Editorials

Make fuel subsidy rules known to the consumer

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A Total fuel station in Nairobi. FILE PHOTO | NMG

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Summary

  • The regulations guiding the subsidy on petroleum products should be as clear as possible about when the State can tap into the fund to cushion consumers.
  • The implementation of the fund should not be left to the whims of the parent ministry.
  • The goal of its creation was to avert high fuel prices when global crude rises, something that is beyond the influence of the government.

The regulations guiding the subsidy on petroleum products should be as clear as possible about when the State can tap into the fund to cushion consumers.

The implementation of the fund should not be left to the whims of the parent ministry. The goal of its creation was to avert high fuel prices when global crude rises, something that is beyond the influence of the government.

The scheme is meant to be activated whenever global oil prices go beyond the $50 (Sh5, 486) per barrel mark. This has not been the case.

The subsidy was introduced in April to avert public outcry by Kenyans smarting from the economic shocks of Covid-19 pandemic.

As it is currently, the government can decide when to ease the pressure on consumers and when not to, which leaves households and businesses at the mercy of the ministry.

For better planning, businesses need to operate in an environment of certainty. While that is not the case today, it is what should see the ministry and other stakeholders burn the midnight oil.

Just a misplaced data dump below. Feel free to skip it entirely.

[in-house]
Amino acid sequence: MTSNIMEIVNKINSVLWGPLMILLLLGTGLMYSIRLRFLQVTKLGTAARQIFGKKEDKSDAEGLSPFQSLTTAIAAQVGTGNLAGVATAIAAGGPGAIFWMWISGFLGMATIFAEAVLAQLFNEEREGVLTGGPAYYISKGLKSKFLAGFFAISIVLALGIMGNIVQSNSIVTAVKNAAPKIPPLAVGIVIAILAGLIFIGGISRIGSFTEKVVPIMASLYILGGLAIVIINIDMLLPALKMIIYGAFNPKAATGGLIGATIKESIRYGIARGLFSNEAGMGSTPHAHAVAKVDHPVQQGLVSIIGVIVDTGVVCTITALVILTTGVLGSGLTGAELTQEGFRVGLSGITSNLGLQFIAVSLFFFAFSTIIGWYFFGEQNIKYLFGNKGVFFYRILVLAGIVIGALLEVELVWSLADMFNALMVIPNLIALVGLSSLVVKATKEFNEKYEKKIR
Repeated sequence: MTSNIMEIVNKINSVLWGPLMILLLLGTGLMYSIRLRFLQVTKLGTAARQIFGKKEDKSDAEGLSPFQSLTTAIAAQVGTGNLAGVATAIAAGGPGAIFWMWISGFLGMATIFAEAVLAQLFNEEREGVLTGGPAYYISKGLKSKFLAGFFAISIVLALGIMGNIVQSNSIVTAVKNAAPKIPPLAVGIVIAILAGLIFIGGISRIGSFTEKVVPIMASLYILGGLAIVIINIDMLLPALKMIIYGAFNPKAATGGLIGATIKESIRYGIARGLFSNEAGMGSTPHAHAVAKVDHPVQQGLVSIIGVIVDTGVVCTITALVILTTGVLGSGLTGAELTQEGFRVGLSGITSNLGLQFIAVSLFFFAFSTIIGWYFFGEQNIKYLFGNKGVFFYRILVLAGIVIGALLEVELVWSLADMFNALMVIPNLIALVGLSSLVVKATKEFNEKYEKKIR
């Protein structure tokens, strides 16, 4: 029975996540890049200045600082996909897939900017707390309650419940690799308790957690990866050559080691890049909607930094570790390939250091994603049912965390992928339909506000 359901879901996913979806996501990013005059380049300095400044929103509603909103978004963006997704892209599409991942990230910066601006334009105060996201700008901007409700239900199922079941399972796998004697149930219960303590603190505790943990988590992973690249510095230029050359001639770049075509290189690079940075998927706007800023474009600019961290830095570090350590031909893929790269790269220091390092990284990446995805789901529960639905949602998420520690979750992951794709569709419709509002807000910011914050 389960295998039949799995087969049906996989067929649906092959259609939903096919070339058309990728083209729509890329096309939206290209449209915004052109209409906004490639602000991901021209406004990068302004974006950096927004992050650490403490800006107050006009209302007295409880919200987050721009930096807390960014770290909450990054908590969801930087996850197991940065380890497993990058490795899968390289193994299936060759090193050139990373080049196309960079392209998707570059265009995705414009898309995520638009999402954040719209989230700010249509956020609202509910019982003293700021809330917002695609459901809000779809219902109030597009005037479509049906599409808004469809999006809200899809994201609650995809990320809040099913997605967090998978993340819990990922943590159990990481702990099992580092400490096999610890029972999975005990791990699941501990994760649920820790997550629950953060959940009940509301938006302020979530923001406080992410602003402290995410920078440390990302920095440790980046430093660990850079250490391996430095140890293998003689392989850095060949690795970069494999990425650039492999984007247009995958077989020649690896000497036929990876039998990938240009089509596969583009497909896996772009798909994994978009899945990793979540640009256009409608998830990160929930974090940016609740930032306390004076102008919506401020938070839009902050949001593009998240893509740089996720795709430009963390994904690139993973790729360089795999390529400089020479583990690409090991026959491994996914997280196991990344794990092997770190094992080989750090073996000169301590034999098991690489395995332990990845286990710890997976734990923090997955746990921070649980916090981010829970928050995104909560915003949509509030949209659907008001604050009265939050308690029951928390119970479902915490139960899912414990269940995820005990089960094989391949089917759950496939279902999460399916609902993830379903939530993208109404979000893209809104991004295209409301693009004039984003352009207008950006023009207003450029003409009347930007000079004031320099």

Kenyans deserve to know the events that can lead to the introduction of the subsidy.

The subsidy is drawn from billions of shillings raised from fuel consumers through the petroleum development levy, which was increased to Sh5.40 a litre in July last year from Sh0.40.

The subsidy fund, which has raised to more than Sh15 billion, has seen consumers save an average Sh14.59 and Sh19.54 per litre of diesel and kerosene, respectively, since April.

This money if put to good use can cushion consumers from the effects of high global crude prices.

There are also growing calls for a review of the pricing formula used to set diesel, petrol, and kerosene prices in the monthly review.

High cost of energy has resulted in unbearable cost of living for most households. A majority of Kenyans is struggling to put food on the table coming on the back of a global health pandemic that wiped out jobs and incomes for most people.

Taxes and levies account for Sh57.77 per litre of super petrol, Sh45.52 per litre of diesel, and Sh39.72 per litre of kerosene and were blamed for the sharp increase in product prices in the review from March 15 to April 14.